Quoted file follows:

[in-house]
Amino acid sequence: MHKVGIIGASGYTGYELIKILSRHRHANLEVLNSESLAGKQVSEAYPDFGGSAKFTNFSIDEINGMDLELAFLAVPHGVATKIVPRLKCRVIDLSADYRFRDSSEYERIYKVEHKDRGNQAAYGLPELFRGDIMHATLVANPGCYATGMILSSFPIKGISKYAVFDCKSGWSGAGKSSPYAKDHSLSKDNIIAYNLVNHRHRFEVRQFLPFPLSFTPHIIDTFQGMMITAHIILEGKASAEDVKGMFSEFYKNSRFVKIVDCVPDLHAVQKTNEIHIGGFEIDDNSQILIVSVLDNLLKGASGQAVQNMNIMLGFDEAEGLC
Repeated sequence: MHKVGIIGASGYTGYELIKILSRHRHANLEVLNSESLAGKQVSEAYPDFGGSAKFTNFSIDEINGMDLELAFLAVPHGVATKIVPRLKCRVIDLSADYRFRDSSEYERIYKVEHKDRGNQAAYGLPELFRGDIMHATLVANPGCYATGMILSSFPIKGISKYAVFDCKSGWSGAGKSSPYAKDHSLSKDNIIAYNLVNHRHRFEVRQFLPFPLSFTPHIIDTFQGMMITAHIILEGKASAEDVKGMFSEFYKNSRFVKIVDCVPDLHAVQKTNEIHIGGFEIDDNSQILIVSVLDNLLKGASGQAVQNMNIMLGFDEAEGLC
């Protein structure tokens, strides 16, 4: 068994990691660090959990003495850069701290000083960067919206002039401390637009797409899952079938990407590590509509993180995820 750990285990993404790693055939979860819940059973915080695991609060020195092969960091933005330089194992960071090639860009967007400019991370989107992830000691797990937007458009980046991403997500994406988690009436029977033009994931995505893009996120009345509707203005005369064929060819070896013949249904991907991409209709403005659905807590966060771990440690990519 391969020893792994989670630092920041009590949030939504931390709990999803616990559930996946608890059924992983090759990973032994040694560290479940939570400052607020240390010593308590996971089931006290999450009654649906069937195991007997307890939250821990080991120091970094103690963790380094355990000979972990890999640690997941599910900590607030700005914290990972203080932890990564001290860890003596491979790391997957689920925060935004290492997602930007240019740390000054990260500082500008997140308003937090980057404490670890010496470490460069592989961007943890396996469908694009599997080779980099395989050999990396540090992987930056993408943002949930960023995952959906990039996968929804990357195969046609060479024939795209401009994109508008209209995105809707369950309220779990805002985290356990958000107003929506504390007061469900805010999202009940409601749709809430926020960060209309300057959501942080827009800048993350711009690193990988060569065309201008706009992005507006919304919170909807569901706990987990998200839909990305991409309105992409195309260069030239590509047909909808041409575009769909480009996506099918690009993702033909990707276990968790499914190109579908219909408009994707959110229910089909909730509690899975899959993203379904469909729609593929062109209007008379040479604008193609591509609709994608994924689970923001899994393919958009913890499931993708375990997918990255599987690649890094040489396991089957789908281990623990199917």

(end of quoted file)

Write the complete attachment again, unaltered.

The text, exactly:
[in-house]
Amino acid sequence: MHKVGIIGASGYTGYELIKILSRHRHANLEVLNSESLAGKQVSEAYPDFGGSAKFTNFSIDEINGMDLELAFLAVPHGVATKIVPRLKCRVIDLSADYRFRDSSEYERIYKVEHKDRGNQAAYGLPELFRGDIMHATLVANPGCYATGMILSSFPIKGISKYAVFDCKSGWSGAGKSSPYAKDHSLSKDNIIAYNLVNHRHRFEVRQFLPFPLSFTPHIIDTFQGMMITAHIILEGKASAEDVKGMFSEFYKNSRFVKIVDCVPDLHAVQKTNEIHIGGFEIDDNSQILIVSVLDNLLKGASGQAVQNMNIMLGFDEAEGLC
Repeated sequence: MHKVGIIGASGYTGYELIKILSRHRHANLEVLNSESLAGKQVSEAYPDFGGSAKFTNFSIDEINGMDLELAFLAVPHGVATKIVPRLKCRVIDLSADYRFRDSSEYERIYKVEHKDRGNQAAYGLPELFRGDIMHATLVANPGCYATGMILSSFPIKGISKYAVFDCKSGWSGAGKSSPYAKDHSLSKDNIIAYNLVNHRHRFEVRQFLPFPLSFTPHIIDTFQGMMITAHIILEGKASAEDVKGMFSEFYKNSRFVKIVDCVPDLHAVQKTNEIHIGGFEIDDNSQILIVSVLDNLLKGASGQAVQNMNIMLGFDEAEGLC
């Protein structure tokens, strides 16, 4: 068994990691660090959990003495850069701290000083960067919206002039401390637009797409899952079938990407590590509509993180995820 750990285990993404790693055939979860819940059973915080695991609060020195092969960091933005330089194992960071090639860009967007400019991370989107992830000691797990937007458009980046991403997500994406988690009436029977033009994931995505893009996120009345509707203005005369064929060819070896013949249904991907991409209709403005659905807590966060771990440690990519 391969020893792994989670630092920041009590949030939504931390709990999803616990559930996946608890059924992983090759990973032994040694560290479940939570400052607020240390010593308590996971089931006290999450009654649906069937195991007997307890939250821990080991120091970094103690963790380094355990000979972990890999640690997941599910900590607030700005914290990972203080932890990564001290860890003596491979790391997957689920925060935004290492997602930007240019740390000054990260500082500008997140308003937090980057404490670890010496470490460069592989961007943890396996469908694009599997080779980099395989050999990396540090992987930056993408943002949930960023995952959906990039996968929804990357195969046609060479024939795209401009994109508008209209995105809707369950309220779990805002985290356990958000107003929506504390007061469900805010999202009940409601749709809430926020960060209309300057959501942080827009800048993350711009690193990988060569065309201008706009992005507006919304919170909807569901706990987990998200839909990305991409309105992409195309260069030239590509047909909808041409575009769909480009996506099918690009993702033909990707276990968790499914190109579908219909408009994707959110229910089909909730509690899975899959993203379904469909729609593929062109209007008379040479604008193609591509609709994608994924689970923001899994393919958009913890499931993708375990997918990255599987690649890094040489396991089957789908281990623990199917």